If you have a landline telephone and a cable modem, then you’re in the perfect position to take advantage of cheap (sometimes free) phone calls–provided you’re willing to try one of the many oddball companies reviewed by tech columnist David Pogue in this week’s Circuits section of the New York Times.
The services he reviews offer a widely varying range of solutions, from computer-based dialing that rings on your regular landline (jajah.com), to Skype-like solutions that force you to sit at your computer (iCall.com), to a hare-brained scheme that requires you to purchase a $400 “box” and join in what’s basically a peer-to-peer network for telephony. (Ooma.com–but don’t those people remember what happened to Iridium?)
Then there’s still always Skype (we couldn’t resist) and its poor relation GizmoProject, both of which can be disguised to more or less function like old fashioned phone services–provided you’re willing to pay a little more, buy the extra equipment, and roll up your sleeves for some seriously geeky troubleshooting. But if you’re technophobic or just don’t have the time to waste, we recommend Vonage as an affordable alternative (at least until they’re sued out of business), especially if you travel a lot but frequently have access to a cable modem; our friend from Minnesota is temporarily living in Japan, and thanks to her Vonage modem her “local” Minneapolis number rings in her Tokyo apartment, and neither of us pay anything extra for the call.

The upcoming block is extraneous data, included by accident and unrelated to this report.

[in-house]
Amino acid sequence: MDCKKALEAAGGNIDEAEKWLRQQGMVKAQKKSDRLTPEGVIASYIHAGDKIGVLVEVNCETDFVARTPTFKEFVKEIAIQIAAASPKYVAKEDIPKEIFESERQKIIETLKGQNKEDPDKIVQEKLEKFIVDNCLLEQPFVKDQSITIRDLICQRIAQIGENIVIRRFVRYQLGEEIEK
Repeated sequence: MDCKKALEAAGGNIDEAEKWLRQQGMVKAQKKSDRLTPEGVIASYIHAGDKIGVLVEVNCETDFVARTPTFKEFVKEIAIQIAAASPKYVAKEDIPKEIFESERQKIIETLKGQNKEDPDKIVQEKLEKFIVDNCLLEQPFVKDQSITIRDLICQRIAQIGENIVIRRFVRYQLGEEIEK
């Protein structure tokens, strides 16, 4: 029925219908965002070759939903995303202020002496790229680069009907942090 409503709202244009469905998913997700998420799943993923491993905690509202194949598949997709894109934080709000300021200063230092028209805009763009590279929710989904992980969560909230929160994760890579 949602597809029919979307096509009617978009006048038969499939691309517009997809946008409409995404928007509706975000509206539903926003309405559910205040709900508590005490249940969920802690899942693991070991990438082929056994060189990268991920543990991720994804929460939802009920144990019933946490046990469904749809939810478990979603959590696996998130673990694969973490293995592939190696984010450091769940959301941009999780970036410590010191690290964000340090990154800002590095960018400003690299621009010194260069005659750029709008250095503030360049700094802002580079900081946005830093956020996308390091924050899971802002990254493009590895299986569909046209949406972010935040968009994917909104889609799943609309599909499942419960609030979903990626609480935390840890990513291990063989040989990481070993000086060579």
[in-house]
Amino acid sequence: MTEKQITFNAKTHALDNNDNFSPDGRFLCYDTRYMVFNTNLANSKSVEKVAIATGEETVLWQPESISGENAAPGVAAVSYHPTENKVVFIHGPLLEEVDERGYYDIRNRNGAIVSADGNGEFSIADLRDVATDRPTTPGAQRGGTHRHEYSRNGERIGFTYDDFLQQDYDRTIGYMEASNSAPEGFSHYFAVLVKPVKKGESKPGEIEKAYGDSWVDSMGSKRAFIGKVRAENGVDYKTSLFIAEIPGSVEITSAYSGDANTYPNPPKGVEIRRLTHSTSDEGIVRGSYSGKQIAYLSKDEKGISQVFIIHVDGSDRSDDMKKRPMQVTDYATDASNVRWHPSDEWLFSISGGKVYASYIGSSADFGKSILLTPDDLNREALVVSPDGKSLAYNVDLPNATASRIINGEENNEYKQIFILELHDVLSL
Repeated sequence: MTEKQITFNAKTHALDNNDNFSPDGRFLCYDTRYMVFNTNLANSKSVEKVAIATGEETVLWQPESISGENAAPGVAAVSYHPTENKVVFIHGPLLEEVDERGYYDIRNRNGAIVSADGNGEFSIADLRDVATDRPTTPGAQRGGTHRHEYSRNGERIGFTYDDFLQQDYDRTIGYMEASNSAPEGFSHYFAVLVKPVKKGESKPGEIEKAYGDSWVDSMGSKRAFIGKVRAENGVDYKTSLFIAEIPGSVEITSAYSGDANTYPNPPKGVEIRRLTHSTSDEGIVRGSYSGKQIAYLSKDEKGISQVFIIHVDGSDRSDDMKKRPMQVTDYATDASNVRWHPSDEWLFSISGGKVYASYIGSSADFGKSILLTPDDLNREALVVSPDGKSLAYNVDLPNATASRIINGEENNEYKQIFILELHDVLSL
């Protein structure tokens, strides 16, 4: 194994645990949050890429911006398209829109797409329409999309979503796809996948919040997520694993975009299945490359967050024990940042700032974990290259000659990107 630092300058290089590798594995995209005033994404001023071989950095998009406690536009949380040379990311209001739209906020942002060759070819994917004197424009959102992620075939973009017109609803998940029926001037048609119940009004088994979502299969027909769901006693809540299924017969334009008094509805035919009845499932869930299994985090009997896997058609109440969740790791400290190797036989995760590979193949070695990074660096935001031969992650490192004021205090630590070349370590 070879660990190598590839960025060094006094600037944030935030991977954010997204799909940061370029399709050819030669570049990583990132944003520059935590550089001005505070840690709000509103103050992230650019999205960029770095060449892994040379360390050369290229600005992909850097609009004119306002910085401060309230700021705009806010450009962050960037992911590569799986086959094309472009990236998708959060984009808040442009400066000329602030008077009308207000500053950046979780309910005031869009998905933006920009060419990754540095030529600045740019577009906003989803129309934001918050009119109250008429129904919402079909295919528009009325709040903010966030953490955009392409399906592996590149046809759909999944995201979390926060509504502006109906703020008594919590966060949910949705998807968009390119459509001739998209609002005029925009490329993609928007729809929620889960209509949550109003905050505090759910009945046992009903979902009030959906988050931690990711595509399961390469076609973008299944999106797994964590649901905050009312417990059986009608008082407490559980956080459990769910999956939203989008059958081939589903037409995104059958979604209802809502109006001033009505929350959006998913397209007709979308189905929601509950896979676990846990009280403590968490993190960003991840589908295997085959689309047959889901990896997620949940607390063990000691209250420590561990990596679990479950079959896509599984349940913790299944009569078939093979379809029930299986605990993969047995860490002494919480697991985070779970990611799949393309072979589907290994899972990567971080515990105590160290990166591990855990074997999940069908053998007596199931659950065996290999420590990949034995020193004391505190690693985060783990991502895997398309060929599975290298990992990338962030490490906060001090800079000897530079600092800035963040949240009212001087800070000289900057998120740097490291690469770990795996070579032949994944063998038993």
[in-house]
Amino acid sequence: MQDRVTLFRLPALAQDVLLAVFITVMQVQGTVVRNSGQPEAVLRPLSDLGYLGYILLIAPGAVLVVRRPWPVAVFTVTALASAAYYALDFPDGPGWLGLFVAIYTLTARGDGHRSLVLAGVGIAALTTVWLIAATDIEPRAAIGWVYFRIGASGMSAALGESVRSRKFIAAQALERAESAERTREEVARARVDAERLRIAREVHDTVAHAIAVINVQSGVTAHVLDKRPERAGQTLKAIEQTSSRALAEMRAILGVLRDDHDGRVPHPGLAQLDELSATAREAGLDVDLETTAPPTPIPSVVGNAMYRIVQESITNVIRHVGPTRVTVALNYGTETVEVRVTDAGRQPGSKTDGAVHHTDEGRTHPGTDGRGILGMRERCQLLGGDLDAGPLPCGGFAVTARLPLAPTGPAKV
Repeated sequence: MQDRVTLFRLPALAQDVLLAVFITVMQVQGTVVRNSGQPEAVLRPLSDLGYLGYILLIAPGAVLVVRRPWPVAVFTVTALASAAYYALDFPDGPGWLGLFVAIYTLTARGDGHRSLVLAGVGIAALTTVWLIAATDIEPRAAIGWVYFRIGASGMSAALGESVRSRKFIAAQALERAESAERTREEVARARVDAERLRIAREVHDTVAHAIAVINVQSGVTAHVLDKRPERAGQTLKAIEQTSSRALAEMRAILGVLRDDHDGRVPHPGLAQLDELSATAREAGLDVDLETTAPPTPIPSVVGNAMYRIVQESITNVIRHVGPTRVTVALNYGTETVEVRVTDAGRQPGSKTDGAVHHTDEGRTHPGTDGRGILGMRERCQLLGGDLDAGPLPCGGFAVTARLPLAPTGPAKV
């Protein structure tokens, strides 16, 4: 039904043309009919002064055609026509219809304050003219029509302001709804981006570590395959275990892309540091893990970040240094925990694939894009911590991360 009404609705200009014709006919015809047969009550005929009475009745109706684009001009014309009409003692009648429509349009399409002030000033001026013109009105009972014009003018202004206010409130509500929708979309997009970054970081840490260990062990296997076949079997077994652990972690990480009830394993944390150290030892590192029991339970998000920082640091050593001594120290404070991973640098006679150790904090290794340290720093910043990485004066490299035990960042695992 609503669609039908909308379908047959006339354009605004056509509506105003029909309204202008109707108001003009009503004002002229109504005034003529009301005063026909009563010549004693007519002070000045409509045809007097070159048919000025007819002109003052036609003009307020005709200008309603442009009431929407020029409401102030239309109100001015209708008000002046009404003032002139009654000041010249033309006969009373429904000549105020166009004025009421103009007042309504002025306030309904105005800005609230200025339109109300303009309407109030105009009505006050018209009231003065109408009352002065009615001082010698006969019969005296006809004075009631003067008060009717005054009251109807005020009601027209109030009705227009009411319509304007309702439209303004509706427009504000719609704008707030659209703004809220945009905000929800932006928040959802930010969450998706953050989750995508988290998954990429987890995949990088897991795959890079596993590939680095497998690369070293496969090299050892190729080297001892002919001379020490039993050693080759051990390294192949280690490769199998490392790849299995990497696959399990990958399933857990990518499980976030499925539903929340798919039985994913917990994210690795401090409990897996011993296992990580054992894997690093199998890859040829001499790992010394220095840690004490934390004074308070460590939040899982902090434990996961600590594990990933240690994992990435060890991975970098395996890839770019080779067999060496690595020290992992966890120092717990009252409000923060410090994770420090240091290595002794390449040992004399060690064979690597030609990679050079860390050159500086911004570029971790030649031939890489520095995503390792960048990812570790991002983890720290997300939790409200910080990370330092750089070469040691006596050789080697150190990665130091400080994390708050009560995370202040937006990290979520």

Butwaitthere’smore! If you happen to have the right mobile phone, there are programs like fring and eqo that will allow you to make free or cheap phone calls–just make sure you have an unlimited data plan or wifi capabilities first.
Get Your Free Net Phone Calls Here [New York Times]